Interviewing Iraqi men (refugees)
Aug 28

I continued interviewing Iraqi men.  The similarities in their story were remarkable:  threats to the life and safety of themselves and their families, flight to avoid violence, and the stress, deprivation, fear, and hopelessness of their situation in Jordan.

Mohaned Daood and family
Mohaned                Hussain                Rana                Sara                Ali

Mohaned is an artist.  Prior to the invasion he had a thriving gallery in the Green Zone in Baghdad.  He numbered many American Army personnel as his customers, and had an excellent relationship with them.

His primary medium was "tableaus," renderings such as these that follow

Life was good; life was stable, his family was secure and happy and the future looked bright.  

Then in 2004 the threats began.  He showed me one threatening letter that read, “In the name of the God, To Mohaned Daood, You must divorce your wife, because your wife is Sunni, and she is a bitch, and her father worked with Sadaam, and if you don’t divorce her, we’ll kill you.”  (His father-in-law worked in the Iraqi consulate in Germany.)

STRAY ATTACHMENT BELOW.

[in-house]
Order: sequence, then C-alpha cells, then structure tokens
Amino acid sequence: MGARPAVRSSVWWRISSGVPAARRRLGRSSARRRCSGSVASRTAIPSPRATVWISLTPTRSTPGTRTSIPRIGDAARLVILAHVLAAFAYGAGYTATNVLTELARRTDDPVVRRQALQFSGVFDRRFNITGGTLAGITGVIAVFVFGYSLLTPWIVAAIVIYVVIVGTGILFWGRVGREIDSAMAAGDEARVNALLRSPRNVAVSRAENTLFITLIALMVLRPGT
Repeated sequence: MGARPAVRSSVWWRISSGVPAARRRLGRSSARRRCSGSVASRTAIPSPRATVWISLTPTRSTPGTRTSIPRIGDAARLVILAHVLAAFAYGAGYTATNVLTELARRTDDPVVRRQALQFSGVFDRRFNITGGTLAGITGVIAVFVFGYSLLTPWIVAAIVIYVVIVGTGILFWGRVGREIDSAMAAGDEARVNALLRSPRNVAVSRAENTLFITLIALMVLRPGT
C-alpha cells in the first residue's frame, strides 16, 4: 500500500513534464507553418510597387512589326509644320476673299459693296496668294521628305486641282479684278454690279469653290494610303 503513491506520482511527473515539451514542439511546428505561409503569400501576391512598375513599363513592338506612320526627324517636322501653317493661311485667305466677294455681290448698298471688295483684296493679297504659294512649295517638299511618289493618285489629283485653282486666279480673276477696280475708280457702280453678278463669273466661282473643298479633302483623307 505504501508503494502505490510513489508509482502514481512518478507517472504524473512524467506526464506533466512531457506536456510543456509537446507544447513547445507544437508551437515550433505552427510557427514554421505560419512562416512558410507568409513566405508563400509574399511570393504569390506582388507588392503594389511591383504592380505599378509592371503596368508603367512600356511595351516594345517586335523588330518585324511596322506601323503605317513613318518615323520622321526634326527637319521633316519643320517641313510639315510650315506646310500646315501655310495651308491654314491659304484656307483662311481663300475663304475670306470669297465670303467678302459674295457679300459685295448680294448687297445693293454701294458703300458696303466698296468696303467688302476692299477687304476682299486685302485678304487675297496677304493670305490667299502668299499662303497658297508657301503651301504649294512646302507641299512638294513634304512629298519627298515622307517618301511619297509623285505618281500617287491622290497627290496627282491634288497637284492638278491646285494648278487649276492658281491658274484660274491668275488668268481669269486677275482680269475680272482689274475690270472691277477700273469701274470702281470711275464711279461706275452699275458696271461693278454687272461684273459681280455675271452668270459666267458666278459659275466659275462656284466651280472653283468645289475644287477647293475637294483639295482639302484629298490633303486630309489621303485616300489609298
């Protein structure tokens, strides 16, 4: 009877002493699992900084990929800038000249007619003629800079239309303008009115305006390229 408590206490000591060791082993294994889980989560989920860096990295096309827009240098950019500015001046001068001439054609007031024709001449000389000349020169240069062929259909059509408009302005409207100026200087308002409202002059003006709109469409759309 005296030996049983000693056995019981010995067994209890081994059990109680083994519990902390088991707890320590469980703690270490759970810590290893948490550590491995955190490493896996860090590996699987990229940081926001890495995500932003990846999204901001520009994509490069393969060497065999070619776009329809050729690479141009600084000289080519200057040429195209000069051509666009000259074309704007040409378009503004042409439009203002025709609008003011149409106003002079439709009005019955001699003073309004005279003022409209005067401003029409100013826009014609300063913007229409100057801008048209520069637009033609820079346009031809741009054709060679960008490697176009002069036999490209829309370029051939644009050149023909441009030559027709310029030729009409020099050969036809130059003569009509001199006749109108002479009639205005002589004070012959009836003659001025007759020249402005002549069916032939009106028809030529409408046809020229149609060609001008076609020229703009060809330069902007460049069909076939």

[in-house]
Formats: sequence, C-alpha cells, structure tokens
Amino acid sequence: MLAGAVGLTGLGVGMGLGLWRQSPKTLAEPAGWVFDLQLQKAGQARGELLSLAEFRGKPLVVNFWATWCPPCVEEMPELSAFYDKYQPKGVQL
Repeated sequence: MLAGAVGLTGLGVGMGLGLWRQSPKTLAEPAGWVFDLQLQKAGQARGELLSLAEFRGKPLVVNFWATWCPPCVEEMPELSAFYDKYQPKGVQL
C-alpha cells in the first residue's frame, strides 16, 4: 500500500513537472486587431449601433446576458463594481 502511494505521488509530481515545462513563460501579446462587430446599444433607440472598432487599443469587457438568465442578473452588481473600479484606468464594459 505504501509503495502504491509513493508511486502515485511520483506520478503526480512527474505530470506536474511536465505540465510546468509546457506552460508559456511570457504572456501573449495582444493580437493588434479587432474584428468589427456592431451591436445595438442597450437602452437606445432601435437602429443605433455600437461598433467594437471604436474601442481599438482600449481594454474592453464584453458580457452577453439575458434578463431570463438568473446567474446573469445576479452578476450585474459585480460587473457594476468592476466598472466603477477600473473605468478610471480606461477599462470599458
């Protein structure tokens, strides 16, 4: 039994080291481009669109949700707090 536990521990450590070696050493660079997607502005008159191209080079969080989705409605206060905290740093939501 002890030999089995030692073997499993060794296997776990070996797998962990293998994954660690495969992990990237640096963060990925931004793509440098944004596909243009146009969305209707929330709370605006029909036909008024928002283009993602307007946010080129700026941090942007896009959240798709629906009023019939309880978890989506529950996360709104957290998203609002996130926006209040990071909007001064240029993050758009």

The militias of the Mahdi army took his gallery and killed his sister.

Mohaned suffers from ulcers, due to the stress, frustration, and hopelessness of his current situation.


Muayaed and family
Muayaed and his wife are homesick, they are sad, and they ask in their despair, “Why did America invade Iraq?”  Yet, when I asked him what he would like to tell the American people, he—like so many others—distinguished between the people and their government.  He repeated the familiar refrain, “I would like to go to America.”

In Iraq Muayaed had good engineering jobs, life was stable, and the future looked secure.  Then the threats started, the fear set in, the utter seclusion in the home for a few months, and finally the flight to Jordan

One of CRP's micro projects was to provide Muayaed with a key-copying machine, which he uses in the neighborhood to make some extra money.

Muayaed with wife Nidhal and daughter Shurouk
Shurouk                                                Basmala
Muayaed's children (the three on the right), with several of their friends


Muayaed says that he is treated well by his Jordanian neighbors, but that the children have suffered discrimination, and have even been hit by neighborhood kids, just for being Iraqi.


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